The break before KanonxKanon finally took the stage was filled with an amusing video that played into the anime and otaku leanings of the unit. A cartoon Kanon Wakeshima reminded the audience of a very well known fact about her partner, Mr. Kanon: “He is one of the most otaku flavored artists in Japan!” Cartoon Kanon W. then continued to teach the dance to “Koi no Doutei”: “Otaku do a special dance at shows called Otagei. We’ll show you how to dance with the ‘Japanese Otagei Dance Class.’” In a cute but mildly disturbing twist, the character to teach this dance, Mr. Alien was revealed on-screen to be a man in a grey alien suit bearing two glow sticks who promptly performed a very nerdy, high speed dance for the audience to follow, breaking it down into the components A Melody, and B Melody. It wasn’t hard to imagine the geeks of Akihabara dancing in this dramatic and energetic fashion at concerts, much like how visual kei fans insist on doing strange things with their hands throughout a show.
The first half of the concert was not such a distant memory however, as the pair reappeared in the traditional Japanese-inspired costumes from “Calendula Requiem.” It was with this beautiful song from the Shiki anime that KanonxKanon began. Kanon W.’s vocals were a rich match for the other Kanon’s bass line, and the mid portion of cello and bass was stunning. It was followed by “The Dollhouse!” a slightly creepy but playful piece that heavily recalled Shiina Ringo in parts. In reflection of this playful song, Kanon and Kanon came forward together to the audience to perform the jerky dance routine.
After a short emcee in which Kanon W. talked about her love of the vivid colors of cupcakes, she announced that the pair would perform an anime cover, and asked the audience to sing along. As the opening notes were played, the audience broke into smiles. The cover was “Moonlight Densetsu,”popularised by Sailor Moon and Kanon was playing along as he grabbed a cloak and mask to become Tuxedo Kanon. He even had a rose which he waved over the audience as Kanon W. sang the familiar melody. Next was another cover got a few dancing along, this time of Hatsune Miku, accompanied by a bright video display.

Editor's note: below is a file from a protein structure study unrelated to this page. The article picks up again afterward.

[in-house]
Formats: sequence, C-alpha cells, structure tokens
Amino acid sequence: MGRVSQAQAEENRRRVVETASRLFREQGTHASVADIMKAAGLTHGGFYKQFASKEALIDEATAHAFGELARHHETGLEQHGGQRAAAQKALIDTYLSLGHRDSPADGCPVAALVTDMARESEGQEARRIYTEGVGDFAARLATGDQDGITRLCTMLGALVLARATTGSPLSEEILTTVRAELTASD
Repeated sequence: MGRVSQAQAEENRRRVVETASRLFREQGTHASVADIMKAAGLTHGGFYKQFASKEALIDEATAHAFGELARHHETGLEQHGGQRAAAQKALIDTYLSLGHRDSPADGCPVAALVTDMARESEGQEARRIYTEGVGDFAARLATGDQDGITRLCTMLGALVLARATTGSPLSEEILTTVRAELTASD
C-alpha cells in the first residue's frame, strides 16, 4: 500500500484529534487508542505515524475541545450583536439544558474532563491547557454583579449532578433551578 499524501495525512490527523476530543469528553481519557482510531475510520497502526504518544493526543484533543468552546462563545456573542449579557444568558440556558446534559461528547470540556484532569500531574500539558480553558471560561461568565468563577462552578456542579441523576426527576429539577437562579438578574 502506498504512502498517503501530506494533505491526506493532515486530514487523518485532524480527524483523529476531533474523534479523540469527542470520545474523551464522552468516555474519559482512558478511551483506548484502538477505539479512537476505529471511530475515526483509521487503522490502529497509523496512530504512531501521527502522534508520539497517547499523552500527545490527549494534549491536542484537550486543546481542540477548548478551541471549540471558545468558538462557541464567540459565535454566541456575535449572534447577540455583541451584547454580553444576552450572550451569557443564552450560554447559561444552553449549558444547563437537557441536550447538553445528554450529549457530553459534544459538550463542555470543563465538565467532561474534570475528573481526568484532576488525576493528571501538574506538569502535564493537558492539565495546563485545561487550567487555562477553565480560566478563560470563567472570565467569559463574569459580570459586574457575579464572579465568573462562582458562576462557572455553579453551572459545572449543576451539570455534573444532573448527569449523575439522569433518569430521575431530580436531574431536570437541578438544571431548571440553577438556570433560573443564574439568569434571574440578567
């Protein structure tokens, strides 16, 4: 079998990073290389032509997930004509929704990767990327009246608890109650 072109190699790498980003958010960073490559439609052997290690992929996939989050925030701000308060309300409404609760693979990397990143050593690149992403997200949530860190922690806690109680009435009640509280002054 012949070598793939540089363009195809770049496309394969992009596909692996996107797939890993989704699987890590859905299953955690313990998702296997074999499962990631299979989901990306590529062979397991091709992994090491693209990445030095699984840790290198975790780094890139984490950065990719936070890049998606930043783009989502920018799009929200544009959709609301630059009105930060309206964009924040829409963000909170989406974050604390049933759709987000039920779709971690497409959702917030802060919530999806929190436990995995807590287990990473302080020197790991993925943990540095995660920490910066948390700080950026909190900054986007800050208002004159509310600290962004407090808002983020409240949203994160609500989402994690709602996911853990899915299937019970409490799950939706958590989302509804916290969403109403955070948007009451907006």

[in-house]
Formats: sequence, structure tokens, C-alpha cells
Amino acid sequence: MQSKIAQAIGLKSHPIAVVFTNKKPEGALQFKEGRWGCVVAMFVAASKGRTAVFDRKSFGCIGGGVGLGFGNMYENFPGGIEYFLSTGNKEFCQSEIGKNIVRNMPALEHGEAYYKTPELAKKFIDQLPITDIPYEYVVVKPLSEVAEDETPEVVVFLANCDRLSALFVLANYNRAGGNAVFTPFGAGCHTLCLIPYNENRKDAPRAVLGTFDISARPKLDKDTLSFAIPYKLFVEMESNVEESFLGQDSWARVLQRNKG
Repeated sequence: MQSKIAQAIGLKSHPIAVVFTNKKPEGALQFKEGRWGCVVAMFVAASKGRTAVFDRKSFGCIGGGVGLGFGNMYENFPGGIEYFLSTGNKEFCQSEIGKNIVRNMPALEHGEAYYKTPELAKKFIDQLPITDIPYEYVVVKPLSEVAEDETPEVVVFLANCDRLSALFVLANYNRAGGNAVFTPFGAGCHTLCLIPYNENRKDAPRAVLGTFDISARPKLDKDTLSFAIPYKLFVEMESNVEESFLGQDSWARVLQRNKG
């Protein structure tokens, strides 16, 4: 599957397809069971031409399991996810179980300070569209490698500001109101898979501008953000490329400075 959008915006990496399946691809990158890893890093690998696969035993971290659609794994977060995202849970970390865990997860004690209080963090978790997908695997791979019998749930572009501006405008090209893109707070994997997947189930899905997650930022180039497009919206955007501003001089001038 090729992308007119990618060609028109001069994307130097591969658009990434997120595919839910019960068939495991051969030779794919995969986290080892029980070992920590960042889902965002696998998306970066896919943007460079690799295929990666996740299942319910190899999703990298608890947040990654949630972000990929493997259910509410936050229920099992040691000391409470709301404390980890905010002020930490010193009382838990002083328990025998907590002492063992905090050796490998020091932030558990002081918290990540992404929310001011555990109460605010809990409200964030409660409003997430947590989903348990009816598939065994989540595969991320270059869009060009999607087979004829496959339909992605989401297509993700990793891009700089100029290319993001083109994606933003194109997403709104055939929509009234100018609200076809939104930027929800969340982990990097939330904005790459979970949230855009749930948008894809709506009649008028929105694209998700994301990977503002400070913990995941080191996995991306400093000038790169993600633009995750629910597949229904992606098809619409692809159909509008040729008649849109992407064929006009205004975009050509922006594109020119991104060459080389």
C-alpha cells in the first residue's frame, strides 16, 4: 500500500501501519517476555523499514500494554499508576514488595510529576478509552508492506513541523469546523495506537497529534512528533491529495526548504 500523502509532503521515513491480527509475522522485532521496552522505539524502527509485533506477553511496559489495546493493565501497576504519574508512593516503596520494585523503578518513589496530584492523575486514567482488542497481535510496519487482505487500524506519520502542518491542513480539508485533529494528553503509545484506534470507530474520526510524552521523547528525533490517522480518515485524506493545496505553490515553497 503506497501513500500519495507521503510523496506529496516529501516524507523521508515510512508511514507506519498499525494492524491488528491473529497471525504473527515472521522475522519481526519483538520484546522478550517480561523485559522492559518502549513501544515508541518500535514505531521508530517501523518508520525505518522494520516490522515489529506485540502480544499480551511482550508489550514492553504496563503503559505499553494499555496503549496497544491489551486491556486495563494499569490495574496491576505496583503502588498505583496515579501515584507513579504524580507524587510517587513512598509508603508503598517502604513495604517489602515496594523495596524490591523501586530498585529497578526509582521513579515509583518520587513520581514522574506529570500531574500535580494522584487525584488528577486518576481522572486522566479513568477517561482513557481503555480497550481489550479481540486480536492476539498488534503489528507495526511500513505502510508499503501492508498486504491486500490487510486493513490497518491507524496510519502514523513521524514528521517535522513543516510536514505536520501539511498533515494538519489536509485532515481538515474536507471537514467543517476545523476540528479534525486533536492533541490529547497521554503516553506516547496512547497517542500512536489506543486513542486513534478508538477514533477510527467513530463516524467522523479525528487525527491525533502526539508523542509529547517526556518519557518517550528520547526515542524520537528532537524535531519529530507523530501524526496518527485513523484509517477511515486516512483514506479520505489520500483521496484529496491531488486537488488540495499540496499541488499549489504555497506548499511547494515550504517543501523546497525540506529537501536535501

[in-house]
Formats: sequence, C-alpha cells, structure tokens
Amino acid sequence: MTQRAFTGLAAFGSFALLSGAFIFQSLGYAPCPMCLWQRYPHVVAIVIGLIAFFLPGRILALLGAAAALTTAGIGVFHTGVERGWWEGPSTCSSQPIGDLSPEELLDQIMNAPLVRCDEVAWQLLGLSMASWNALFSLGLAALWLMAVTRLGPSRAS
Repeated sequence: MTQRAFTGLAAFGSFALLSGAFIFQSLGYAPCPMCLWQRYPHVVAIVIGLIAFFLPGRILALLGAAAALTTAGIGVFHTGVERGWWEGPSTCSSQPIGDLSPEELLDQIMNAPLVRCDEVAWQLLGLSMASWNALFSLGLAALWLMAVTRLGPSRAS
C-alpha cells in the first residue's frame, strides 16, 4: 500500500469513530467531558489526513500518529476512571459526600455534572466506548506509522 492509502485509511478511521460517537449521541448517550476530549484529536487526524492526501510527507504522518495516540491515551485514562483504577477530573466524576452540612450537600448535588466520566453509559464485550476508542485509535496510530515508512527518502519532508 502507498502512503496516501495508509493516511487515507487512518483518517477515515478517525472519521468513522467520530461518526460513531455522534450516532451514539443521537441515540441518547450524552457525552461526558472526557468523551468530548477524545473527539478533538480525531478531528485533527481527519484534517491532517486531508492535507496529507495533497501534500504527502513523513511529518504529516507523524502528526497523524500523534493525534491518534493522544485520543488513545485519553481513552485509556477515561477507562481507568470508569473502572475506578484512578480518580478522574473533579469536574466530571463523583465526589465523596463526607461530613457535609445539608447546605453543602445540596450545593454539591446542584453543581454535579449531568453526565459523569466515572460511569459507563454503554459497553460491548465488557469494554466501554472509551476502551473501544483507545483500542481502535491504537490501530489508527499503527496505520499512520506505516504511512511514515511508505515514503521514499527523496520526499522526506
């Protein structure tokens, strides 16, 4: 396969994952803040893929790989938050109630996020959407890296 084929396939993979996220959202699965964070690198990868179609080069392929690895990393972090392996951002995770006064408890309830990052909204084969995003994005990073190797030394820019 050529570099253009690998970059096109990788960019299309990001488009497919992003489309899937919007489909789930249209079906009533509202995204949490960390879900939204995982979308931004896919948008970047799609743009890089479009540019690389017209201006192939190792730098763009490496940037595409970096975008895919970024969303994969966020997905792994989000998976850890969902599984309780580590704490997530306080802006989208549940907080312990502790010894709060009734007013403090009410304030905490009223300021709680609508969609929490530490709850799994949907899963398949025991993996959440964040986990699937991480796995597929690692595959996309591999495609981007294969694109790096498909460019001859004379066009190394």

Returning to their own music then, Kanon Wakeshima announced that sadly the next was to be their last, but asked if the audience remembered the dance Mr. Alien had taught during the video break. Whether many had remembered the steps was doubtful, but Mr. Alien was not an image forgotten lightly. Nevertheless, Mr. Kanon stepped forward with glow sticks to lead the audience himself, and because he was so into the dance, they followed him, moving at breakneck speed with the glow sticks. “Koi no Doutei” was everything a hyper-sweet anime theme should be: a story of love with high pitched vocals, and an irritatingly infectious refrain. The fans loved it and tried to keep up with Mr. Kanon’s rapid dance movements.
The encore calls were answered quickly and the pair bounded back on stage for one more round of “Koi no Doutei.” Despite the amusing anime the song accompanies, the performance was a lighthearted and fun way to end a concert that left a smile on all faces, including that of Kanon and Kanon. The two of them went round the audience, high fiving as many people as they could before tumbling off stage.
The structure and sounds were an unusual match as a gig of three wildly different parts, but somehow it all worked. From Kanon Wakeshima’s beautifully mature and atmospheric solo live to Kanon’s DJ set and the anime extravaganza of KanonxKanon, the concert was very exciting and warmed up a chilly November evening.
- still doll
- Kajitsu no Keikoku
- LOLITAWORK LIBRETTO
- Marmalade Sky
- Princess Charleston
- Scarlet Night (Nana Mizuki)
- Vanilla Salt (Yui Horie)
- BLAZE (Kotoko)
- stone cold (Fiction Junction)
- only my railgun (flip side)
- rise (Origa/Yoko Kanno)
- EASY ACTION (Boom Boom Satellites)
- Spiral (angela)
- Spell (LAMA)
- INVOKE (T.M.Revolution)
- Kakusei Heroism (An Café)
- Calendula Requiem
- The Dollhouse!
- Renai no Susume
- Moonlight Densetsu (Sailor Moon cover)
- MikuMiku ni shite ageru (Hatsune Miku cover)
- Koi no Doutei
- Koi no Doutei